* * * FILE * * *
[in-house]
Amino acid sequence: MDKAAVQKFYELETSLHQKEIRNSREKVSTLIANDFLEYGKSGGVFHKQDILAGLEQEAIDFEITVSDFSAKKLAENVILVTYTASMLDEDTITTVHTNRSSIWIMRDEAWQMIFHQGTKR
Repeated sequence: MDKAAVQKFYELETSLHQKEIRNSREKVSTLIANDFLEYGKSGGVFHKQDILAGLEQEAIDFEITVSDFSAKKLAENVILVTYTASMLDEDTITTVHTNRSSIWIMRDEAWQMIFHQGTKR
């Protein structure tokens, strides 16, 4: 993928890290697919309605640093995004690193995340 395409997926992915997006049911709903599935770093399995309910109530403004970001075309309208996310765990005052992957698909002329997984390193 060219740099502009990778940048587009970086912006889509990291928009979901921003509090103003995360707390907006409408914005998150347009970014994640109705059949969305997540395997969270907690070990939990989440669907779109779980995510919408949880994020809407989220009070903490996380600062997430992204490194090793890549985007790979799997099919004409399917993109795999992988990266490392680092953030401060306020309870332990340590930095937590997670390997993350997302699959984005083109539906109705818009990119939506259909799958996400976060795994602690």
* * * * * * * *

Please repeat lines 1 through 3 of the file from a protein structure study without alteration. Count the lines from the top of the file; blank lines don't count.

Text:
[in-house]
Amino acid sequence: MDKAAVQKFYELETSLHQKEIRNSREKVSTLIANDFLEYGKSGGVFHKQDILAGLEQEAIDFEITVSDFSAKKLAENVILVTYTASMLDEDTITTVHTNRSSIWIMRDEAWQMIFHQGTKR
Repeated sequence: MDKAAVQKFYELETSLHQKEIRNSREKVSTLIANDFLEYGKSGGVFHKQDILAGLEQEAIDFEITVSDFSAKKLAENVILVTYTASMLDEDTITTVHTNRSSIWIMRDEAWQMIFHQGTKR